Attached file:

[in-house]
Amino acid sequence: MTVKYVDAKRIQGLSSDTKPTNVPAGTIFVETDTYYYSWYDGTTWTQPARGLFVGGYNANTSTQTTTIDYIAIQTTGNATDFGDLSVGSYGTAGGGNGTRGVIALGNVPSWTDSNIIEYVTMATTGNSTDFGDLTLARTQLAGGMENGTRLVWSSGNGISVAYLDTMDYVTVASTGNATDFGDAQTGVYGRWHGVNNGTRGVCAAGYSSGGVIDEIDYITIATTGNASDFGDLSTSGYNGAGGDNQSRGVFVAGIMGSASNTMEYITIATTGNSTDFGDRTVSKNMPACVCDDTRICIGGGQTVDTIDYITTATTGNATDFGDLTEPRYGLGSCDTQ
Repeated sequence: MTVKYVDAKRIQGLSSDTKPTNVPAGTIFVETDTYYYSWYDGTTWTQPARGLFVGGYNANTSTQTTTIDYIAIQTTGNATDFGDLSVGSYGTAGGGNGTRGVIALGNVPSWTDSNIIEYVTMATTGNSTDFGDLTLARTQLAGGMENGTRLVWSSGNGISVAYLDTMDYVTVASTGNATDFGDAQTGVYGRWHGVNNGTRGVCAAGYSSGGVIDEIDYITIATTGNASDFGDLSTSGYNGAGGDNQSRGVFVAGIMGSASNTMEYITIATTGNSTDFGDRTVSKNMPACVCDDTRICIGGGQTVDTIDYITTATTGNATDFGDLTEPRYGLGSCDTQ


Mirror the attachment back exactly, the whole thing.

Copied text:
[in-house]
Amino acid sequence: MTVKYVDAKRIQGLSSDTKPTNVPAGTIFVETDTYYYSWYDGTTWTQPARGLFVGGYNANTSTQTTTIDYIAIQTTGNATDFGDLSVGSYGTAGGGNGTRGVIALGNVPSWTDSNIIEYVTMATTGNSTDFGDLTLARTQLAGGMENGTRLVWSSGNGISVAYLDTMDYVTVASTGNATDFGDAQTGVYGRWHGVNNGTRGVCAAGYSSGGVIDEIDYITIATTGNASDFGDLSTSGYNGAGGDNQSRGVFVAGIMGSASNTMEYITIATTGNSTDFGDRTVSKNMPACVCDDTRICIGGGQTVDTIDYITTATTGNATDFGDLTEPRYGLGSCDTQ
Repeated sequence: MTVKYVDAKRIQGLSSDTKPTNVPAGTIFVETDTYYYSWYDGTTWTQPARGLFVGGYNANTSTQTTTIDYIAIQTTGNATDFGDLSVGSYGTAGGGNGTRGVIALGNVPSWTDSNIIEYVTMATTGNSTDFGDLTLARTQLAGGMENGTRLVWSSGNGISVAYLDTMDYVTVASTGNATDFGDAQTGVYGRWHGVNNGTRGVCAAGYSSGGVIDEIDYITIATTGNASDFGDLSTSGYNGAGGDNQSRGVFVAGIMGSASNTMEYITIATTGNSTDFGDRTVSKNMPACVCDDTRICIGGGQTVDTIDYITTATTGNATDFGDLTEPRYGLGSCDTQ